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Be Empowered By Your ChoicesImage by Rudy and Peter Skitterians from Pixabay 

Approx. 10 minute read

Welcome to Part Six in the series of Practical Tools for Improving Your Mental and Emotional Well-Being.

It’s time to become Empowered by Choice.


Empowered by Choice

One perspective on the quality of life is to think about it in terms of your choices.

You make hundreds of choices each day: what to wear, eat, say, when to go to sleep, etc. They all contribute to your quality of life and affect your emotional and mental well-being.

And behavioral choices (many of which are habitual) are no different. These choices are usually made from the subconscious (default beliefs and patterns of behaving based on a situation or memory), or a combination of the subconscious and the barely conscious (a smidgen of attention given to a decision by your conscious mind).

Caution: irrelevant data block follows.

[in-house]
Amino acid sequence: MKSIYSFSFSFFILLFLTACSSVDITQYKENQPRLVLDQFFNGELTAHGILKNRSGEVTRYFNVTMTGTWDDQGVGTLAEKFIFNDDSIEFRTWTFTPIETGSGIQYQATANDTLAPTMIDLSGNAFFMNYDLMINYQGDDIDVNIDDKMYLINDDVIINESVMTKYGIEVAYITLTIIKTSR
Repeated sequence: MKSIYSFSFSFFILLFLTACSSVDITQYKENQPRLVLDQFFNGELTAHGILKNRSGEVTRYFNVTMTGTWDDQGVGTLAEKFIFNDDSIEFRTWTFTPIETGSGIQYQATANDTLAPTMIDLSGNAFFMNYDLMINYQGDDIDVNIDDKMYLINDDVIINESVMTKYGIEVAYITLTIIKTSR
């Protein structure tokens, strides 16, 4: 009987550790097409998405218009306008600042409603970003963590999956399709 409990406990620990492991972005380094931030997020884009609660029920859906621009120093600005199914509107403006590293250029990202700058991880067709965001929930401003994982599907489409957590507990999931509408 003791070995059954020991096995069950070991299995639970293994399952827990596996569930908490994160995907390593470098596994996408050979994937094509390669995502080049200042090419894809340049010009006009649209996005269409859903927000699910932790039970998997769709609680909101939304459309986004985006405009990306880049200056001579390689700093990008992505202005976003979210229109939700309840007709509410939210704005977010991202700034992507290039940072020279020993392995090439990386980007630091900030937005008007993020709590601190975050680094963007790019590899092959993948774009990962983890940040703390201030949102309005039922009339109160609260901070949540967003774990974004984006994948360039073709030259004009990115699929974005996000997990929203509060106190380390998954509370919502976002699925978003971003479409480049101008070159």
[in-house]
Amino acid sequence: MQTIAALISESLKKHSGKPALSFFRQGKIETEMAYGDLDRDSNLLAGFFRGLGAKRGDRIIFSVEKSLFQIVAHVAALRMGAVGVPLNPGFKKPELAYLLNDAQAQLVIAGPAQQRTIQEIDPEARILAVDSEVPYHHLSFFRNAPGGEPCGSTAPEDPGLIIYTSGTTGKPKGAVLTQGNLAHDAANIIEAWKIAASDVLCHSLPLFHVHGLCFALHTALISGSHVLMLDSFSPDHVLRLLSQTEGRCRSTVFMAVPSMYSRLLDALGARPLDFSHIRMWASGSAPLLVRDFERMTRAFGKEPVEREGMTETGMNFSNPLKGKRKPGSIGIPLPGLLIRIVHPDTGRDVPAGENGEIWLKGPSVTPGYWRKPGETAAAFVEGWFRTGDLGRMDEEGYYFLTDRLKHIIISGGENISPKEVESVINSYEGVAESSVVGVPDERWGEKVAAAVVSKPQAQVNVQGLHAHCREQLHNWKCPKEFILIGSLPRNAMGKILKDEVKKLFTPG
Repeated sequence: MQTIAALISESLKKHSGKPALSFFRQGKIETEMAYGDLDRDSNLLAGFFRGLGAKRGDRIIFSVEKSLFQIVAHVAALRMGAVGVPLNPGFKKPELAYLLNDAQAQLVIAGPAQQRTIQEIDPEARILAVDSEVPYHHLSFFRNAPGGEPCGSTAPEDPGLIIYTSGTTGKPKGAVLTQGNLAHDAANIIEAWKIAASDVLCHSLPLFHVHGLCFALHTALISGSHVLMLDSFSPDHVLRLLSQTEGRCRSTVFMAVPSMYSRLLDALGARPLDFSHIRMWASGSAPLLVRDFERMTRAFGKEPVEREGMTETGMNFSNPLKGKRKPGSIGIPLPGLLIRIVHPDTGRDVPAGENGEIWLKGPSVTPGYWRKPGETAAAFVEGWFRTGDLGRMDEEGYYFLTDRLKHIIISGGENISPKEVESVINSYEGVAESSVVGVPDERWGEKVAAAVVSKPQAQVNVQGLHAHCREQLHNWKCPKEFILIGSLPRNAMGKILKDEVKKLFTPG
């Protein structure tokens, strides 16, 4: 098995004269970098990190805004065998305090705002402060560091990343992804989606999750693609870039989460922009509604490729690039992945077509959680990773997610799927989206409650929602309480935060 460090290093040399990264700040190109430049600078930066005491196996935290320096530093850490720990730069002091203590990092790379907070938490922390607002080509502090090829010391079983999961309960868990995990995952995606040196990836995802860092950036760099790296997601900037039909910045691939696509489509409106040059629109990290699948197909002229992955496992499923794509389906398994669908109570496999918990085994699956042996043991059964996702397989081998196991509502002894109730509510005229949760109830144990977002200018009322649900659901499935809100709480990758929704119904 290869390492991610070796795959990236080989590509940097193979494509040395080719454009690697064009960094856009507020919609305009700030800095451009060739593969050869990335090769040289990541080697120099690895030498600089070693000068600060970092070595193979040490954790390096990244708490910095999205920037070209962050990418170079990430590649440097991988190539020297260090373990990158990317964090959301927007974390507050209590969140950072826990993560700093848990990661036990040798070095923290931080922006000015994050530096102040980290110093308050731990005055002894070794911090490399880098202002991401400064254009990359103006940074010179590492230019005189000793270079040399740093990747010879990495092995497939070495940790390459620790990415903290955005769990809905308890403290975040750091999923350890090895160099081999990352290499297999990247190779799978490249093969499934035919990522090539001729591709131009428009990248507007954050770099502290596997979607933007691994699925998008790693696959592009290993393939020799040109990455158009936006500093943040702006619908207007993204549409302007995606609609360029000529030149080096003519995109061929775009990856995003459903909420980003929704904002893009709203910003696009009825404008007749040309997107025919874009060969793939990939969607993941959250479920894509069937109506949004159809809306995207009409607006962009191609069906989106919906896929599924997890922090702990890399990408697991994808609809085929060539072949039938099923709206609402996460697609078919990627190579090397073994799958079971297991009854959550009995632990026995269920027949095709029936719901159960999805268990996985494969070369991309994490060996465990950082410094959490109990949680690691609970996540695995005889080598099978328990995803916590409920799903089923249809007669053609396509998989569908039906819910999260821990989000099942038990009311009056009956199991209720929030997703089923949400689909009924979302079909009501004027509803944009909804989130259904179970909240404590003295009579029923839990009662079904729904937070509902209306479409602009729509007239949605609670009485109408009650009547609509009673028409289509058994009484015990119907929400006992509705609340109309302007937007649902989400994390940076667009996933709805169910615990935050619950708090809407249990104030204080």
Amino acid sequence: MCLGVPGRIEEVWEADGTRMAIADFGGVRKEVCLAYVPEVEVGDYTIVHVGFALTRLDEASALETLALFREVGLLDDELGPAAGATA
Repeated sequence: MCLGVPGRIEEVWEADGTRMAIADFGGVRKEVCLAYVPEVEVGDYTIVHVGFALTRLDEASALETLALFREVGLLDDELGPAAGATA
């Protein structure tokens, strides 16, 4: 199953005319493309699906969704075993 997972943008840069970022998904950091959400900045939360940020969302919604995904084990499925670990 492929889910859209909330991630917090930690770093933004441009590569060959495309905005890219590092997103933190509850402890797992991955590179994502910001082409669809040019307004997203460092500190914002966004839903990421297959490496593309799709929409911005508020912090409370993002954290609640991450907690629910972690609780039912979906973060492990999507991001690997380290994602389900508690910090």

To make empowered choices means making conscious choices, ones that align with your authenticity and desired emotional state(s).

A refresher from part one in this series, Your Thoughts are Powerful.


To change your default way of behaving, you need to change your thoughts and beliefs. But if it was easy there would not be the massive number of failed New Year’s resolutions. Studies have shown up to 80% of those resolutions fail, usually within the first few weeks of January.

This article provides a tool based on a well-known methodology that will help you make, and keep, better choices to support your mental and emotional well-being.

Welcome to the Choice Comparison Matrix (CCM).